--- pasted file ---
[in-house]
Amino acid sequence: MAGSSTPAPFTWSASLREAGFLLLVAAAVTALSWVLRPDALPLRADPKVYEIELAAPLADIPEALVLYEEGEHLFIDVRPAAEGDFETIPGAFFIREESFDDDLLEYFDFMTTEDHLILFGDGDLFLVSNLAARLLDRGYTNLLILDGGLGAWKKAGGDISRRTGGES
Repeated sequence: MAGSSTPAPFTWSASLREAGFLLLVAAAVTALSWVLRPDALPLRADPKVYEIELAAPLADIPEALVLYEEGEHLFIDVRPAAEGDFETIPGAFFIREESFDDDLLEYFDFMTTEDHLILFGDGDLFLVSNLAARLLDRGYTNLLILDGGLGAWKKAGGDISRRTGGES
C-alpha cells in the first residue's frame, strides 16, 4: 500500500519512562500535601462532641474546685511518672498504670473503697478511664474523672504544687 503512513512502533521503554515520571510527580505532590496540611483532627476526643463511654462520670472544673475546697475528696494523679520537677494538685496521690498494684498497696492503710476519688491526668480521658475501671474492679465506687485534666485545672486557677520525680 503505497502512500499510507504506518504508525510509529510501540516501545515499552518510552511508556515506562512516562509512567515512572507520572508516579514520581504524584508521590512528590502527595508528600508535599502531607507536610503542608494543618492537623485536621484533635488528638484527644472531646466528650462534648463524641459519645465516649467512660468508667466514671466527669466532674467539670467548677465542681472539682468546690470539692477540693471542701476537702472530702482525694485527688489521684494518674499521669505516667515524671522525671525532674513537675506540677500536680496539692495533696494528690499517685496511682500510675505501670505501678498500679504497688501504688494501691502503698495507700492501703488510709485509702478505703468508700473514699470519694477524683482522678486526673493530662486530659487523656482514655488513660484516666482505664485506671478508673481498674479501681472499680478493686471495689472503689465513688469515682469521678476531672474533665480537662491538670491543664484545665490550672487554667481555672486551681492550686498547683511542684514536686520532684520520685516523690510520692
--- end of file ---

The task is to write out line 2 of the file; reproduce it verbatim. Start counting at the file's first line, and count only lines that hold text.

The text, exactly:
Amino acid sequence: MAGSSTPAPFTWSASLREAGFLLLVAAAVTALSWVLRPDALPLRADPKVYEIELAAPLADIPEALVLYEEGEHLFIDVRPAAEGDFETIPGAFFIREESFDDDLLEYFDFMTTEDHLILFGDGDLFLVSNLAARLLDRGYTNLLILDGGLGAWKKAGGDISRRTGGES